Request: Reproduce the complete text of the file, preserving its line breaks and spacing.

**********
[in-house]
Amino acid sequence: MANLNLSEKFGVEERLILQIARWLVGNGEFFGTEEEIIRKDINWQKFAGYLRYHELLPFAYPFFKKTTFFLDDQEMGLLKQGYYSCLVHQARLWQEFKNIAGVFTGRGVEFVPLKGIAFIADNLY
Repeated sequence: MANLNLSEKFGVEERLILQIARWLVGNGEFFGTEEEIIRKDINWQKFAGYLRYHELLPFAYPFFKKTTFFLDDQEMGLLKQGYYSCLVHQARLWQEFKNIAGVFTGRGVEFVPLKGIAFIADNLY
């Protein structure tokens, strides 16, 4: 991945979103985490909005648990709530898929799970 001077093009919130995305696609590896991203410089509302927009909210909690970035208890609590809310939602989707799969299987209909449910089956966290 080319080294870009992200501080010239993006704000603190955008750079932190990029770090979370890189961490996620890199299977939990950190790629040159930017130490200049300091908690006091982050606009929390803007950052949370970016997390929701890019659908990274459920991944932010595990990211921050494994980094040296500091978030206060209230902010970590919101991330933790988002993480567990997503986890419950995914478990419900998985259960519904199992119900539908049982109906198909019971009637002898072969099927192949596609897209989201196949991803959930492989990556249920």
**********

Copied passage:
[in-house]
Amino acid sequence: MANLNLSEKFGVEERLILQIARWLVGNGEFFGTEEEIIRKDINWQKFAGYLRYHELLPFAYPFFKKTTFFLDDQEMGLLKQGYYSCLVHQARLWQEFKNIAGVFTGRGVEFVPLKGIAFIADNLY
Repeated sequence: MANLNLSEKFGVEERLILQIARWLVGNGEFFGTEEEIIRKDINWQKFAGYLRYHELLPFAYPFFKKTTFFLDDQEMGLLKQGYYSCLVHQARLWQEFKNIAGVFTGRGVEFVPLKGIAFIADNLY
């Protein structure tokens, strides 16, 4: 991945979103985490909005648990709530898929799970 001077093009919130995305696609590896991203410089509302927009909210909690970035208890609590809310939602989707799969299987209909449910089956966290 080319080294870009992200501080010239993006704000603190955008750079932190990029770090979370890189961490996620890199299977939990950190790629040159930017130490200049300091908690006091982050606009929390803007950052949370970016997390929701890019659908990274459920991944932010595990990211921050494994980094040296500091978030206060209230902010970590919101991330933790988002993480567990997503986890419950995914478990419900998985259960519904199992119900539908049982109906198909019971009637002898072969099927192949596609897209989201196949991803959930492989990556249920």